Agonizing over which b-roll to use? (Image: Falmouth University)

When thinking about how to tell a story visually, television journalists will always look to b-roll. B-Roll describes those general visuals that are] used to support the storytelling, but that are not clips of people talking, a reporter’s on-camera standup or graphics. That shot of a giant dump truck driving through the oil sands in a story about gas prices? That’s b-roll. An interview subject walking into his office and typing into a computer? That’s b-roll. Back shots of obese people walking down the sidewalk to illustrate a story on junk food? Also b-roll.

Here’s an example; One time when I worked as a television producer, I was once at Pearson airport doing an interview for a story about Canadian Olympic athletes on their way to the Sydney Games, when a huge storm blew over the airport. The cameraman and I both thought shots of the storm (black clouds, pelting rain, lightning) would be great b-roll for future stories on airport weather/delayed flights/angry passengers/etc.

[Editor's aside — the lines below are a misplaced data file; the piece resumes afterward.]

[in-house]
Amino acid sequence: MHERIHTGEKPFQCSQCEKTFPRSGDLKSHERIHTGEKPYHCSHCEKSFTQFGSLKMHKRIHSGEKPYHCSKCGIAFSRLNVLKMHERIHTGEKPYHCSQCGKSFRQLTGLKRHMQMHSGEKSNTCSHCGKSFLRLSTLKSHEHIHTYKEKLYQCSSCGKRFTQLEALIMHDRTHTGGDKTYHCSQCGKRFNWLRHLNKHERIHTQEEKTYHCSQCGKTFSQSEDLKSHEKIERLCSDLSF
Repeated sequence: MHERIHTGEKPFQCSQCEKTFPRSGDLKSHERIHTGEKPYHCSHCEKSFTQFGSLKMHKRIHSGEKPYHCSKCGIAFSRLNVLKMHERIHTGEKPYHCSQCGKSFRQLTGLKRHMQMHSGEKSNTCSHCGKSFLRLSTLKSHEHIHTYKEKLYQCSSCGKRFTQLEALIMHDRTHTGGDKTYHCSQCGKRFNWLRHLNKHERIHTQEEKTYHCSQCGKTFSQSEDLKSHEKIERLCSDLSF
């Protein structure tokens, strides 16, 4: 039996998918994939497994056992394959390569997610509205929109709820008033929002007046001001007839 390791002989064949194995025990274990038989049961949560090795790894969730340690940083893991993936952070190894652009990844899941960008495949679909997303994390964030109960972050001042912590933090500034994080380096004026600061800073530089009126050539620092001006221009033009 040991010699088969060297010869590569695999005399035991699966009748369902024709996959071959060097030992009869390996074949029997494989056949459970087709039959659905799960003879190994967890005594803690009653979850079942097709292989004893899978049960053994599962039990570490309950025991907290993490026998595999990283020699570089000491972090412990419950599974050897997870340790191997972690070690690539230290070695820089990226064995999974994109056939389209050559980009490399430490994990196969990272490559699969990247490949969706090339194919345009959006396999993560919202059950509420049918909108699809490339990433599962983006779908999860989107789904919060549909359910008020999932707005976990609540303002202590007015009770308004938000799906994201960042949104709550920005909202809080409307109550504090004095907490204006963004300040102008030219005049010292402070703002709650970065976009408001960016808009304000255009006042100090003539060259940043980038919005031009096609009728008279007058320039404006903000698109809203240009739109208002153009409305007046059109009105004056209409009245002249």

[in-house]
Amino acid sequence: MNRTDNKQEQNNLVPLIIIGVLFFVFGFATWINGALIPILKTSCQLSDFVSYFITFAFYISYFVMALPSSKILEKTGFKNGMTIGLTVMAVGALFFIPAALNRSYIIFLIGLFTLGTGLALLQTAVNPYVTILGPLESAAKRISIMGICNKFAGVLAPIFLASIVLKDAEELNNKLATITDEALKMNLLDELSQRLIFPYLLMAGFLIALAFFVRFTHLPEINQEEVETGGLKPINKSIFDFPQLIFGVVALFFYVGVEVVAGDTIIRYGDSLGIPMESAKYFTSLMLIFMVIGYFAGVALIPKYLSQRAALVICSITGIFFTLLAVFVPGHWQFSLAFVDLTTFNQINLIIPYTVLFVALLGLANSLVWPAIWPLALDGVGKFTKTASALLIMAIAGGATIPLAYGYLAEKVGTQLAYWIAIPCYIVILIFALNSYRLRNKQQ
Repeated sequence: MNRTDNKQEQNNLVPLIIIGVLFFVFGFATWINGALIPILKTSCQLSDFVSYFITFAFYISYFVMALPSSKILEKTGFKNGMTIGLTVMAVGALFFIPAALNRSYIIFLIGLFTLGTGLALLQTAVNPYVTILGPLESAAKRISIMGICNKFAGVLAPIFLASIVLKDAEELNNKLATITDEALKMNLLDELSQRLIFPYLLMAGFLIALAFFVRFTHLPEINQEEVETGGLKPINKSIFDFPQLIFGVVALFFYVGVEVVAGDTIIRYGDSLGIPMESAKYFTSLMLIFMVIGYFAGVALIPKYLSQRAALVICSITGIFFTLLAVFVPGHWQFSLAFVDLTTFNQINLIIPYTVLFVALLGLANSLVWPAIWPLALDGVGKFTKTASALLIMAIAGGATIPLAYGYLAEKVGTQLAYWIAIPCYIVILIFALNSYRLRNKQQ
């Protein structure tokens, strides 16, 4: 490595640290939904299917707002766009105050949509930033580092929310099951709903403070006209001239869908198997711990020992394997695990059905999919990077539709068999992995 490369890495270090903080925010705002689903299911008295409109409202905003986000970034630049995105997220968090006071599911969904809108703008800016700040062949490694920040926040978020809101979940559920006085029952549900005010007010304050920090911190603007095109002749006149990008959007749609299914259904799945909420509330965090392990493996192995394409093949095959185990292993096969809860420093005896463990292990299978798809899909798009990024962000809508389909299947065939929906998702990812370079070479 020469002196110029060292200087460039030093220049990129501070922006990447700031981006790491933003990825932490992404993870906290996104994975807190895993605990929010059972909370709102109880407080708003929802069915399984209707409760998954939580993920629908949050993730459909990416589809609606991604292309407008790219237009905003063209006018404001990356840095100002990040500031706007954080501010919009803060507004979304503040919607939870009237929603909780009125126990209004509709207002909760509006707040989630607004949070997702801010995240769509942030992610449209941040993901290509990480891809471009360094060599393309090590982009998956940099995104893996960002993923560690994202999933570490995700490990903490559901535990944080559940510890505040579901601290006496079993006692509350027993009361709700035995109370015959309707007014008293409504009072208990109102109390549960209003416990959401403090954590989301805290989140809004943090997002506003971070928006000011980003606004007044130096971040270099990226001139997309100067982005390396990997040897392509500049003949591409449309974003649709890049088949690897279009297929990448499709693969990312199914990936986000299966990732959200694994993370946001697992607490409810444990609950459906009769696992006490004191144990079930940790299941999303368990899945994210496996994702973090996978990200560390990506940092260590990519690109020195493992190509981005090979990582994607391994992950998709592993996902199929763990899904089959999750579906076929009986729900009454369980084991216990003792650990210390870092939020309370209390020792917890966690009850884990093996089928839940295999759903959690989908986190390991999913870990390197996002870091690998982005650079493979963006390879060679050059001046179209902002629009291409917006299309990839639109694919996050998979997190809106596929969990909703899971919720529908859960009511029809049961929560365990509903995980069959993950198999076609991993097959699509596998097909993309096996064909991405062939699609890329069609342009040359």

But getting good b-roll is always a challenge. Some of it is shot specifically for each story (like the walking shot described above), but there is almost always a need to get b-roll from the video library. Networks have libraries filled with b-roll on almost every conceivable topic – but the trick is in finding the right shots that will be perfect for the story.Some companies hand out b-roll to journalists, but there is a clear preference for non-corporate or non-institutional b-roll — as corporate b-roll frequently looks too polished and doesn’t really fit in well with the rest of the story.

So when I saw this video – which is from Cream, an LA sketch comedy group – I just had to share it. (Sorry, the video does not support embedding in blogs.)